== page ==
These reviews reveal plot twists.
Basil and Sybil prepare to host their first high-class evening of wining and dining. However, the new chef causes a series of problems…
Hotel sign: WARTY TOWELS
* Basil is attempting to fix his car, a red Austin 1100, as the episode begins. Sybil says he should take it to the garage, but Basil simply drives round the corner so he can tinker with it in peace. He later wants to design the gourmet night’s menu himself, but Sybil insists that Polly do it. She does let him put the advertisement in the local paper, and isn’t happy when Basil uses the phrase ‘no riff-raff’. On the evening of the gourmet night, Basil tries his best. Despite this, he repeatedly puts his foot in it with the guests. He then learns that the chef has got drunk and the food won’t be ready. So he arranges for friend André to do some emergency duck dishes, which Basil will collect in the car. He hastily types up a new menu with just three options: duck with orange, duck with cherries, and duck surprise (which is duck without any orange or cherries). Once underway, the meal goes badly: some starters have Basil’s hair in them, while another is served raw. Basil then races over to André’s restaurant, but the duck provided gets trodden on by Manuel. So Basil has to go and fetch more – this time, a mishap means he takes the wrong serving dish. Then his car breaks down and he has to run the rest of the way home. All looks good as Basil gets ready to finally present the duck to his frustrated guests, but the dish actually contains a trifle…
* Manuel’s being taught some food-prep by jovial new chef Kurt, who’s taken a shine to the Spaniard. On gourmet night itself, however, Manuel is very upset because Kurt has got drunk and tried to kiss him. This is the first episode that specifies Manuel is from Barcelona. He later entertains the bored guests by playing a dramatic flamenco song on his guitar.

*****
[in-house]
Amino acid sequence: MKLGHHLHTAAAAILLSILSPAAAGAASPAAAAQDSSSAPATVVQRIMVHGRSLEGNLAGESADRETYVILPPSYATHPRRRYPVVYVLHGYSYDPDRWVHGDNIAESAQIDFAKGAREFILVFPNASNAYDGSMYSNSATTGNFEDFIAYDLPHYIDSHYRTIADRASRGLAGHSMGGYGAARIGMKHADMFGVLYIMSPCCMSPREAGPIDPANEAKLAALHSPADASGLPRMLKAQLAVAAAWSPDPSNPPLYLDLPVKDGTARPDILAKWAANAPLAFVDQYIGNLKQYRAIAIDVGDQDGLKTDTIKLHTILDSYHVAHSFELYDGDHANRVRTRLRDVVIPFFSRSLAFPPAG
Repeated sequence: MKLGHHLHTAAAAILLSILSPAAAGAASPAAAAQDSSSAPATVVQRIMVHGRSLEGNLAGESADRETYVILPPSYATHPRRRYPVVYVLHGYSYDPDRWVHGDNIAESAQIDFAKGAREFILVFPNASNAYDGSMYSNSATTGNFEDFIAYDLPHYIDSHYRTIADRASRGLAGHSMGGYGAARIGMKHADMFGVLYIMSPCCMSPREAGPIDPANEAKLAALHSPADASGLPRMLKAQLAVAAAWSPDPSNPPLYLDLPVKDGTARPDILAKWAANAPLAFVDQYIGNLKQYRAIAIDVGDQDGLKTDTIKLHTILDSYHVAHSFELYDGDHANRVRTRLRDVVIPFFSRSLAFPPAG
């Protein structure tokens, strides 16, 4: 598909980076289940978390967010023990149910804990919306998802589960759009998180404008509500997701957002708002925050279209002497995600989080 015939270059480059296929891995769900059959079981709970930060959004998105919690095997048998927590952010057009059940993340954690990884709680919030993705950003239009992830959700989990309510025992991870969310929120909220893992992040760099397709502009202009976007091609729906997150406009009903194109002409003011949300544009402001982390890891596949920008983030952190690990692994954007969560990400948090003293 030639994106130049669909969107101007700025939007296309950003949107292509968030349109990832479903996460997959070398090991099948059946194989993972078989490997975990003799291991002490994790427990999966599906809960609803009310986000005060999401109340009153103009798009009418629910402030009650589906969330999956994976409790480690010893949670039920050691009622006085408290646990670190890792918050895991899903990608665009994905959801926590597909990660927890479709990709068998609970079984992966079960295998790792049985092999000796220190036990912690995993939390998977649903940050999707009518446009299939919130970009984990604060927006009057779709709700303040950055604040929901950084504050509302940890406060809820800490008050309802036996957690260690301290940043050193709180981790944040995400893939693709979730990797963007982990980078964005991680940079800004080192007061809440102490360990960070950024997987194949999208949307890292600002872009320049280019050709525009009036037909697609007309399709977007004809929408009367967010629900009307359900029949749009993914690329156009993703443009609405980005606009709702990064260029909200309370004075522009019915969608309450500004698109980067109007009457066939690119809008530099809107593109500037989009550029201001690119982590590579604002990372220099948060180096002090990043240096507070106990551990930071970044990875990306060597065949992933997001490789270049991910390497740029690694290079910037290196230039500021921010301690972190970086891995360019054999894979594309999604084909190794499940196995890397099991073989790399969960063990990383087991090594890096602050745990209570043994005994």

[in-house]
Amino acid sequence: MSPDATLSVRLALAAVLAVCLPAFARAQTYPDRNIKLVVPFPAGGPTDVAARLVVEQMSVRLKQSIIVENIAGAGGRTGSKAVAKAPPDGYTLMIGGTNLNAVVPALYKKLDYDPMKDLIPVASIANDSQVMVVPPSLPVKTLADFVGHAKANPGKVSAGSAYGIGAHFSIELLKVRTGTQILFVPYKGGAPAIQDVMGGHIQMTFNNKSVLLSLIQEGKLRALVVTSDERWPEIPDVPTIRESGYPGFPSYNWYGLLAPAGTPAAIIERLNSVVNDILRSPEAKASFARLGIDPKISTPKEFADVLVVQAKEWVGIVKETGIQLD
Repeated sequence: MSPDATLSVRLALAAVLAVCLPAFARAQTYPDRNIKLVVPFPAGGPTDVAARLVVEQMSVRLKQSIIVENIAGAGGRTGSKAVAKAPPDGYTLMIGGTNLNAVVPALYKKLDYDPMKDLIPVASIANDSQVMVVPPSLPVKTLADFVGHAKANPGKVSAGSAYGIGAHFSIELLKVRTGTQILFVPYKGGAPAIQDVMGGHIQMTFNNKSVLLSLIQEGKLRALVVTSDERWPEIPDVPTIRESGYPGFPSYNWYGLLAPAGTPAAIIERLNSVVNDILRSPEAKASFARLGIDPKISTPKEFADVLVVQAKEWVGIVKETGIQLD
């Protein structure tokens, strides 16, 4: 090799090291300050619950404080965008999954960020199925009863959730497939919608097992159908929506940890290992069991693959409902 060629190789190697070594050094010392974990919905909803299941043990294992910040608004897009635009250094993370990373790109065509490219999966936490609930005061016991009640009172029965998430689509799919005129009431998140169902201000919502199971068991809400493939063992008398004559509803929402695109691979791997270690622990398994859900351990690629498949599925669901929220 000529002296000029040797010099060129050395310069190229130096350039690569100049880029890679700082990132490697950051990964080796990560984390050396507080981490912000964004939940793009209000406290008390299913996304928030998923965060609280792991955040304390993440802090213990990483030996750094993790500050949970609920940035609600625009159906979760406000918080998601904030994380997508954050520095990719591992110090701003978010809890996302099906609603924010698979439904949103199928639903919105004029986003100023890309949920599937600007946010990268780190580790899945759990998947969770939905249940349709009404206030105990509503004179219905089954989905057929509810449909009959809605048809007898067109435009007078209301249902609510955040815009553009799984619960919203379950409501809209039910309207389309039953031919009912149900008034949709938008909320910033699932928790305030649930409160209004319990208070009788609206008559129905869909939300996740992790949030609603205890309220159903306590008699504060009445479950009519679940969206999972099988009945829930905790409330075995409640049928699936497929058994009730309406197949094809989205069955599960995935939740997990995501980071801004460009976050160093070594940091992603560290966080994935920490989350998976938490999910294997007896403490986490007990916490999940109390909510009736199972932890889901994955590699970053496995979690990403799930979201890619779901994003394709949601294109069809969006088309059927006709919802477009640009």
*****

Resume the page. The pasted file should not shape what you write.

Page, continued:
* Kurt (Steve Plytas) is a Greek chef newly employed at Fawlty Towers. (It’s ambiguous whether it’s a permanent appointment or if he’s been hired in just for the gourmet night.) As the episode begins, he’s bought a sketch of Manuel from Polly, but declines her offer of a thank-you drink: “Not when I’m working…” His refusal is because he’s an alcoholic, and on the night of the big do he gets plastered on plonk, makes a move on Manuel, then passes out.
* Sybil is thrilled that local restaurateur André has found them Kurt. He’s the best chef they’ve ever had, she says. Unusually for a Fawlty Towers episode, Sybil is as much caught up in the mess as Basil. To keep the guests occupied while he collects the new food, she tells them some raucous jokes.
* Polly’s happy to have sold a sketch to Kurt, so buys a bottle of wine to share round as a celebration. When Sybil sees the drawing she asks for one too: she’ll put it on Basil’s bedside table. Polly quips that she’s had as many sales in one day as van Gogh had in a lifetime. On gourmet night, it’s down to Polly to tell Basil the inconvenient news about Kurt being half-cut. Later, to entertain the guests, her party piece is a rendition of I Cain’t Say No from Oklahoma!
* The Major says his soup tastes off. “Well, it’s made with fresh mushrooms,” says Basil. “Ah,” replies the Major, “that would explain it!”
* The Heath family (Jeffrey Segal, Elizabeth Benson and Tony Page) feature in one scene of comedy gold (see below).
* Miss Tibbs and Miss Gatsby appear in the dining room just as the gourmet evening is due to begin, so Basil shoos them away.
* André (André Maranne) is a French restaurant owner and friend of the Fawltys. He recommended Kurt for the job, but seems to know some secret about him and gives his pal a coded warning. On the night itself, he does Basil a solid and promptly provides some replacement food.